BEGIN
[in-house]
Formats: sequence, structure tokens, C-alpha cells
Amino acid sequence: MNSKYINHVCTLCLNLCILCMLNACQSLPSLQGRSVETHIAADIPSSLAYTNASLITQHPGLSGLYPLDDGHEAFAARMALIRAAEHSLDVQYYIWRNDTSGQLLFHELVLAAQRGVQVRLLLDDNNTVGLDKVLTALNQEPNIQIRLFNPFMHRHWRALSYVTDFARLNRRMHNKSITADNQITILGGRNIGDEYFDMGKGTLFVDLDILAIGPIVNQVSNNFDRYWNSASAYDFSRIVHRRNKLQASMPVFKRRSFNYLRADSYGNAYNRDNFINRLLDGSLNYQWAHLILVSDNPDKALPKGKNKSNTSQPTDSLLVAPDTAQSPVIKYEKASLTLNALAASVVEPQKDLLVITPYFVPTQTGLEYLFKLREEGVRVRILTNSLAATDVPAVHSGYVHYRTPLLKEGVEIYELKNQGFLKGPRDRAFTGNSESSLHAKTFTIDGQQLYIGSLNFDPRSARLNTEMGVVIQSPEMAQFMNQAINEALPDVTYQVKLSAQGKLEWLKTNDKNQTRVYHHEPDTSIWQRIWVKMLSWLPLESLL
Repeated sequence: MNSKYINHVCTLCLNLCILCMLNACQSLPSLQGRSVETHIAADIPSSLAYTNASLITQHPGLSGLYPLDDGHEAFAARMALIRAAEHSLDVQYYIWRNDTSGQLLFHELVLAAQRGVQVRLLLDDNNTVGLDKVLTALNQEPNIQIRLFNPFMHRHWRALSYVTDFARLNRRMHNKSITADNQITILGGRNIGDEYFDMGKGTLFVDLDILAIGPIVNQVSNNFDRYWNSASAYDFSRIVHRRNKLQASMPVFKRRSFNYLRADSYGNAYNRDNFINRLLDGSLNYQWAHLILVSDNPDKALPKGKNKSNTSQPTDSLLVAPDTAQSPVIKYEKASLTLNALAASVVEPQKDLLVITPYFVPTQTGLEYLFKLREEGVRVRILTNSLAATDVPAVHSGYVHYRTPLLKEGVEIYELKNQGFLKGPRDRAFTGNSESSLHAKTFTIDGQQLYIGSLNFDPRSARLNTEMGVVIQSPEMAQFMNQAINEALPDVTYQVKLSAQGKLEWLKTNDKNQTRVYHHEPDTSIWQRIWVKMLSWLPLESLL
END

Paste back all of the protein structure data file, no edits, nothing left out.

[in-house]
Formats: sequence, structure tokens, C-alpha cells
Amino acid sequence: MNSKYINHVCTLCLNLCILCMLNACQSLPSLQGRSVETHIAADIPSSLAYTNASLITQHPGLSGLYPLDDGHEAFAARMALIRAAEHSLDVQYYIWRNDTSGQLLFHELVLAAQRGVQVRLLLDDNNTVGLDKVLTALNQEPNIQIRLFNPFMHRHWRALSYVTDFARLNRRMHNKSITADNQITILGGRNIGDEYFDMGKGTLFVDLDILAIGPIVNQVSNNFDRYWNSASAYDFSRIVHRRNKLQASMPVFKRRSFNYLRADSYGNAYNRDNFINRLLDGSLNYQWAHLILVSDNPDKALPKGKNKSNTSQPTDSLLVAPDTAQSPVIKYEKASLTLNALAASVVEPQKDLLVITPYFVPTQTGLEYLFKLREEGVRVRILTNSLAATDVPAVHSGYVHYRTPLLKEGVEIYELKNQGFLKGPRDRAFTGNSESSLHAKTFTIDGQQLYIGSLNFDPRSARLNTEMGVVIQSPEMAQFMNQAINEALPDVTYQVKLSAQGKLEWLKTNDKNQTRVYHHEPDTSIWQRIWVKMLSWLPLESLL
Repeated sequence: MNSKYINHVCTLCLNLCILCMLNACQSLPSLQGRSVETHIAADIPSSLAYTNASLITQHPGLSGLYPLDDGHEAFAARMALIRAAEHSLDVQYYIWRNDTSGQLLFHELVLAAQRGVQVRLLLDDNNTVGLDKVLTALNQEPNIQIRLFNPFMHRHWRALSYVTDFARLNRRMHNKSITADNQITILGGRNIGDEYFDMGKGTLFVDLDILAIGPIVNQVSNNFDRYWNSASAYDFSRIVHRRNKLQASMPVFKRRSFNYLRADSYGNAYNRDNFINRLLDGSLNYQWAHLILVSDNPDKALPKGKNKSNTSQPTDSLLVAPDTAQSPVIKYEKASLTLNALAASVVEPQKDLLVITPYFVPTQTGLEYLFKLREEGVRVRILTNSLAATDVPAVHSGYVHYRTPLLKEGVEIYELKNQGFLKGPRDRAFTGNSESSLHAKTFTIDGQQLYIGSLNFDPRSARLNTEMGVVIQSPEMAQFMNQAINEALPDVTYQVKLSAQGKLEWLKTNDKNQTRVYHHEPDTSIWQRIWVKMLSWLPLESLL